(Reuters) – This week’s Republican National Convention will be a four-day celebration of President Donald Trump, featuring a younger generation who may be hoping for a White House shot in 2024, as well as a couple from St. Louis who brandishes guns among anti-racist protesters.
Here’s a look at the speakers featured in a mix of live and virtual programming that begins Monday and runs from 8:30 p.m. to 11 p.m. EDT nightly.
ASSET AND FAMILY
The theme of the nominating convention will be “Honoring Great American History” and will end with a live acceptance speech by Trump Thursday evening from the South Lawn of the White House.
The president, who follows Democratic candidate Joe Biden in opinion polls ahead of the Nov. 3 election, will be the center of attention and will speak every evening, campaign sources say, including an event during from which he will honor the doctors, nurses and other workers on the front lines of the fight against the COVID-19 pandemic.
Trump’s children, including Ivanka Trump, Donald Trump Jr. and Eric Trump, will also get prominent roles.
Some government ethics experts have expressed concern over the use of federal property as the stage for partisan political speeches, but a law prohibiting the use of federal funds for election appearances excludes the president and vice president. In 1940, Democratic President Franklin D. Roosevelt accepted his party’s nomination by the White House via radio.
Republicans are looking to take a more optimistic view for the country, seeking a contrast to what they saw as the Democrats’ most disturbing prospect presented at their convention last week.
On Monday, the theme of the convention will be “Land of Promise”, Tuesday will be “Land of Opportunity”, Wednesday will focus on “Land of Heroes” and events will end on Thursday with “Land of Greatness”.
Trump changed my life
Trump has been criticized for his response to the coronavirus pandemic, which has killed more than 170,000 Americans and triggered a severe economic downturn, as well as his reaction to nationwide protests against racial injustice and police brutality against black Americans.
To counter this criticism, the convention will feature ordinary Americans who will say that Trump has positively changed their lives, according to a member of the Trump campaign.
They will also sound the alarm bells about the dangers of a Biden victory in November.
Among them are Mark and Patricia McCloskey, a couple from St. Louis who drew guns in front of Black Lives Matter protesters who marched through their gated community in July. They were charged with gun-related offenses in what Trump called “disgrace.” Their lawyer, Joel Schwartz, said their appearance was confirmed by Republican organizers.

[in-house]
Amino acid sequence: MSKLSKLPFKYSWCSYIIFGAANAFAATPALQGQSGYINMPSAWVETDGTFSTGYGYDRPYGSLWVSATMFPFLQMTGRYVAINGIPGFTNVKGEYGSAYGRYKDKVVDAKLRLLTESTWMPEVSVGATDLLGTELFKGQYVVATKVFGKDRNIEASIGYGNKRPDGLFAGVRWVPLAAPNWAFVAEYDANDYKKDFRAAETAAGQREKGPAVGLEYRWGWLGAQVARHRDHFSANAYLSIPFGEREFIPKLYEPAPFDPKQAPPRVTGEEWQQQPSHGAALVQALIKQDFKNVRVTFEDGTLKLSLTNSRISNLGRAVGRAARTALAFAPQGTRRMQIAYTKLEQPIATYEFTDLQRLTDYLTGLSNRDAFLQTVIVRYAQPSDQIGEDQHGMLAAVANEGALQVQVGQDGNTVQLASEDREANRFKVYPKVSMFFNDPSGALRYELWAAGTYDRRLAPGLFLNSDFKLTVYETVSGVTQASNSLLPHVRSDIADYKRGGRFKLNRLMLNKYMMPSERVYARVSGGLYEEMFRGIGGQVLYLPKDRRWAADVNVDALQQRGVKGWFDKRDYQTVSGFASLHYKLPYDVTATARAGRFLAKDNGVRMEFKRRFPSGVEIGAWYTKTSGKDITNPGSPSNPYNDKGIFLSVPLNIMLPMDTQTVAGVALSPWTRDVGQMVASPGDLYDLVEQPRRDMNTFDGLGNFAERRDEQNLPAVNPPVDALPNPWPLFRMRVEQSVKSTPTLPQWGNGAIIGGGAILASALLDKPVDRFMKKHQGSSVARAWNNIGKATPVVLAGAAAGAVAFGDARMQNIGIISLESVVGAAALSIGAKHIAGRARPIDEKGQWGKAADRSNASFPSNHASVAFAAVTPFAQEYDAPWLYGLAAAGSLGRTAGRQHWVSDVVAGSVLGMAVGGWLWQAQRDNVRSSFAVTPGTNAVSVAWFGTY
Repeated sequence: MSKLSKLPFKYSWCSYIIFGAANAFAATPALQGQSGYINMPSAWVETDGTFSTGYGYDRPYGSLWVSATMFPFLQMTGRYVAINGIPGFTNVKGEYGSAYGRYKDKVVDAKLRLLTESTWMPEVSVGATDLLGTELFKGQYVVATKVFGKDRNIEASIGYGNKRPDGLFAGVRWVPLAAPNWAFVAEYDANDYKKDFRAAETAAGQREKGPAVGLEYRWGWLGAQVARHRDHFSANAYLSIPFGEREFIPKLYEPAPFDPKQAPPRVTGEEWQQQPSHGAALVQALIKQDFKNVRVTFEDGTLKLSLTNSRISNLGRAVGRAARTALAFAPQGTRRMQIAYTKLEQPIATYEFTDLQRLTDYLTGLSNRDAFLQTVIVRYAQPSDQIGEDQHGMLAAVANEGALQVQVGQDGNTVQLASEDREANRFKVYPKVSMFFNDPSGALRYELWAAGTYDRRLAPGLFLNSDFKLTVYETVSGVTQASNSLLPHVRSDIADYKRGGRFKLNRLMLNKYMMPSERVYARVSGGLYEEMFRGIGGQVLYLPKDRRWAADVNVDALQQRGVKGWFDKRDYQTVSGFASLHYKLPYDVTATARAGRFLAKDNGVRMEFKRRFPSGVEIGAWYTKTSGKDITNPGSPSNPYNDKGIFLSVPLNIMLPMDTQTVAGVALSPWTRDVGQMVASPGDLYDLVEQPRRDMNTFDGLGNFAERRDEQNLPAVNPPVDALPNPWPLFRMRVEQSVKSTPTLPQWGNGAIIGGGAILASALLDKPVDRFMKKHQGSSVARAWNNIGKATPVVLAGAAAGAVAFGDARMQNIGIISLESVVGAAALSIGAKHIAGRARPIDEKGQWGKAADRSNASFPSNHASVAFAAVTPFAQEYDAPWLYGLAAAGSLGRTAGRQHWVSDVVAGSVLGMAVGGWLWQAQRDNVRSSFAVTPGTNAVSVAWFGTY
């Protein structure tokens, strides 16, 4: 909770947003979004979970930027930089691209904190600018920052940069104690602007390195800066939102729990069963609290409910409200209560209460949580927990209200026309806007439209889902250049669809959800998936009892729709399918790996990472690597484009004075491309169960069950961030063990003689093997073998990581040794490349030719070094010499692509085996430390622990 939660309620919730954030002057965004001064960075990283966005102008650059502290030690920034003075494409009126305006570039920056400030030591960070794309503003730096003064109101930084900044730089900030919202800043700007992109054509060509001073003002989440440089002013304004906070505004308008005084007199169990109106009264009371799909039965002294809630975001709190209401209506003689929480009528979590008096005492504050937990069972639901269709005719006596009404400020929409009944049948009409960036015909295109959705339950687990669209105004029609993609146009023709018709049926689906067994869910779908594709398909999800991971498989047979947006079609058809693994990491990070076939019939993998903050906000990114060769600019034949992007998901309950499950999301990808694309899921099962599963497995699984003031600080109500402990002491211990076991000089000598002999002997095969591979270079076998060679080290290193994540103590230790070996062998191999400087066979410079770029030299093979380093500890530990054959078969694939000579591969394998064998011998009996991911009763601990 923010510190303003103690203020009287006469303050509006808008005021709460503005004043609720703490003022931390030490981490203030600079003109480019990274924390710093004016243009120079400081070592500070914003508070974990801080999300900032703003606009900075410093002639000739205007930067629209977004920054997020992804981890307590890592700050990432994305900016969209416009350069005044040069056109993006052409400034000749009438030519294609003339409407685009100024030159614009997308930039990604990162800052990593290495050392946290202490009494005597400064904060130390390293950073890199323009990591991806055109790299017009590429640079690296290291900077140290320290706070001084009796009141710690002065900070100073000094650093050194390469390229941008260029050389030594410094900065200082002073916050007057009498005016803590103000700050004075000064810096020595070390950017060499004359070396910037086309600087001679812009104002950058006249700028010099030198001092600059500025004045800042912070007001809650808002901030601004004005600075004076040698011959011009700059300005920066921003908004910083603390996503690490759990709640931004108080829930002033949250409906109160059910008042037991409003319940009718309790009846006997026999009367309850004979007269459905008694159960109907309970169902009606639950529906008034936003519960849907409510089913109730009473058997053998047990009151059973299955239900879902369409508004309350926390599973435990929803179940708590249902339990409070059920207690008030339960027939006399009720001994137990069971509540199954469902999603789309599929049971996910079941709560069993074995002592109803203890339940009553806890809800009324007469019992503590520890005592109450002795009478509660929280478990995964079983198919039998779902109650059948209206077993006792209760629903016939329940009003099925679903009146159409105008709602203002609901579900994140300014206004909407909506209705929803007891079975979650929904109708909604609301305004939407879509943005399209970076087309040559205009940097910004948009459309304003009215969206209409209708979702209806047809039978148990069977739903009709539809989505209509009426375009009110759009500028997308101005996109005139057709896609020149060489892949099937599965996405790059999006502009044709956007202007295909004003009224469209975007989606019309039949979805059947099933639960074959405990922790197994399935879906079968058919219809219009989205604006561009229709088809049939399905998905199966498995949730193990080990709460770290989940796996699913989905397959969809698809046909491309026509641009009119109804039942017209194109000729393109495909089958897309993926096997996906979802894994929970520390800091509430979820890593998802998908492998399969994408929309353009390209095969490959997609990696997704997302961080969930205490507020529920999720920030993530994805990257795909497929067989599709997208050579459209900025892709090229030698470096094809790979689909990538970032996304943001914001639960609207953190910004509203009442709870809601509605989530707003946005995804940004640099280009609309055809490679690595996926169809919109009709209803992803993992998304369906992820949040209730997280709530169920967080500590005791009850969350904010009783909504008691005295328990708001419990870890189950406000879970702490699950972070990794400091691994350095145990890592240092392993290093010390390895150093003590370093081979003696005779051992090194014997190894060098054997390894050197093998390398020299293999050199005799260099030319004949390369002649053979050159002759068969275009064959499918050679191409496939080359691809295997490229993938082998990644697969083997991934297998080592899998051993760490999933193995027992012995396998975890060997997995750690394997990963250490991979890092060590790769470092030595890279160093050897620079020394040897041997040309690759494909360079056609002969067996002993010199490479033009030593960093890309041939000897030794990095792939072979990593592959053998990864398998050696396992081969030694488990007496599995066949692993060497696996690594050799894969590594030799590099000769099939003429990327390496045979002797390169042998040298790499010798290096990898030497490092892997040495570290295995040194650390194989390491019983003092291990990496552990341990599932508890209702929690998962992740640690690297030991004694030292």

Other citizen speakers included Police Sergeant Ann Dorn, whose husband, retired Police Captain David Dorn, was killed during violent protests in St. Louis in June; Tanya Weinreis, who will say her Montana coffee shop and the livelihoods of her employees were saved by a loan from the Federal Coronavirus Relief Paycheck Protection Program, and the parents of Kayla Mueller, a murdered aid worker by the militant group of the Islamic State.
Andrew Pollack, whose daughter Meadow was killed in the 2018 Parkland, Florida school massacre, will also speak. He is an advocate for improving school security measures, including armed guards.
The convention will also feature Republicans seen as future candidates in the 2024 presidential election.
Vice President Mike Pence will be the keynote speaker on Wednesday. He will deliver his remarks from Fort McHenry in Baltimore, made famous in the War of 1812 when it was successfully defended against an attack by the British Navy, inspiring the poem that became the lyrics of the US national anthem. , “The Star-Spangled Banner. “
Other speakers included Nikki Haley, former Trump ambassador to the United Nations; South Dakota Governor Kristi Noem; Senator Tim Scott of South Carolina; Secretary of State Mike Pompeo; and Donald Trump Jr., whom some party members want Trump’s legacy to continue.
The Trump campaign has also given speaking roles to members of the Senate and House of Representatives facing difficult re-election battles, including Senator Joni Ernst of Iowa, Senate Majority Leader Mitch McConnell of the Kentucky and Rep. Jeff Van Drew of New Jersey, who defected from the Democratic Party.
Some Republican incumbents facing difficult re-election challenges, however, are conspicuously absent from leading roles, including Senators Cory Gardner of Colorado and Martha McSally of Arizona.
Republican programming will include fewer women and diverse voices than the Democratic convention. While more than 20 women are expected to speak this week, Democratic women dominated debates last week, with the first three evenings ending with addresses by former first lady Michelle Obama, Jill Biden and candidate for Vice-President Kamala Harris.
Reporting by Tim Reid, Jarrett Renshaw and James Oliphant; Editing by Sonya Hepinstall and Peter Cooney